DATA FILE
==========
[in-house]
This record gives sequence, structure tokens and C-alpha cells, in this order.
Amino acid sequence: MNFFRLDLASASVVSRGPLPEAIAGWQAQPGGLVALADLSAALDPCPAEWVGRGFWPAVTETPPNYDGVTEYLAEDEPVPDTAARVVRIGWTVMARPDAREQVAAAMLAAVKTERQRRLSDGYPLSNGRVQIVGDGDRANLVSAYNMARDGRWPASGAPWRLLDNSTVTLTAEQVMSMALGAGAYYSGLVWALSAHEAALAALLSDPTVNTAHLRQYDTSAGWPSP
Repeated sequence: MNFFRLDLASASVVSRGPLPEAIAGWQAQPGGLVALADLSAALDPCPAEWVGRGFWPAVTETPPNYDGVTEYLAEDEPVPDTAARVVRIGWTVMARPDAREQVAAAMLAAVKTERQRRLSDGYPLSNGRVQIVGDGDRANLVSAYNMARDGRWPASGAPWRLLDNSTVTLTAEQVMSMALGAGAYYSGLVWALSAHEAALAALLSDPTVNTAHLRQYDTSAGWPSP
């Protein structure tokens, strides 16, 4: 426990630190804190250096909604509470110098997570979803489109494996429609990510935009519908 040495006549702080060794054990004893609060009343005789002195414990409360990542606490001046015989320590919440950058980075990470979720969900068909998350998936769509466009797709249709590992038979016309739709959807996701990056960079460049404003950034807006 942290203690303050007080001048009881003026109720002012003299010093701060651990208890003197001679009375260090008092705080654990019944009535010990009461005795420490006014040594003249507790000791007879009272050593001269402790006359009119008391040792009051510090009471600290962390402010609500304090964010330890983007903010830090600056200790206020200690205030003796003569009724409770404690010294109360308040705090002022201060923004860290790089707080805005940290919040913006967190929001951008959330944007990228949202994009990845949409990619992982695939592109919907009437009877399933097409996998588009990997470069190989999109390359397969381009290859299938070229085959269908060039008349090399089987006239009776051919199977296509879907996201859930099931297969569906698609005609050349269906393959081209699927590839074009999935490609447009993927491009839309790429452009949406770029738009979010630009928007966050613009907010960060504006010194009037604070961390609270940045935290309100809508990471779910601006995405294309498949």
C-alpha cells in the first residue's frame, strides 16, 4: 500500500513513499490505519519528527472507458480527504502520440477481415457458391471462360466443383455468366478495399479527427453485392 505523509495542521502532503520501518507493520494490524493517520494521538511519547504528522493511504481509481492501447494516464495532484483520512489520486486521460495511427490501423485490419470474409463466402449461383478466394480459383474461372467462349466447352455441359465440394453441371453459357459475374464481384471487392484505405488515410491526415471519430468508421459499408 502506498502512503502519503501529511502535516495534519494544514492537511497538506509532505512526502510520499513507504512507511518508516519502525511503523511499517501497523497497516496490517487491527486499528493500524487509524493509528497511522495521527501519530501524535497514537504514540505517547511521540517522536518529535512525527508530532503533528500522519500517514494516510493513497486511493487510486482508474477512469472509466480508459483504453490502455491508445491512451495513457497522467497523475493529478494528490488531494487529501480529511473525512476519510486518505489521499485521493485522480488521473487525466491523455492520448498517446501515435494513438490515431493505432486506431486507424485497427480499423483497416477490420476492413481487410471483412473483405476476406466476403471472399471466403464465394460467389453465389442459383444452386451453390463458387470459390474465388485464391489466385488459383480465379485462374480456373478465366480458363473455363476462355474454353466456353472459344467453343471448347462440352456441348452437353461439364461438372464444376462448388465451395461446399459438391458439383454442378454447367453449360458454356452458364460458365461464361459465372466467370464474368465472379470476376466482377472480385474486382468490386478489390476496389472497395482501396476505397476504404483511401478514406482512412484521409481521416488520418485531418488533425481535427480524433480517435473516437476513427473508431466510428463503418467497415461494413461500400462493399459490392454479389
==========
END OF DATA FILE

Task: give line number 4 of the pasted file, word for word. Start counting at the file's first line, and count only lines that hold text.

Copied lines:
Repeated sequence: MNFFRLDLASASVVSRGPLPEAIAGWQAQPGGLVALADLSAALDPCPAEWVGRGFWPAVTETPPNYDGVTEYLAEDEPVPDTAARVVRIGWTVMARPDAREQVAAAMLAAVKTERQRRLSDGYPLSNGRVQIVGDGDRANLVSAYNMARDGRWPASGAPWRLLDNSTVTLTAEQVMSMALGAGAYYSGLVWALSAHEAALAALLSDPTVNTAHLRQYDTSAGWPSP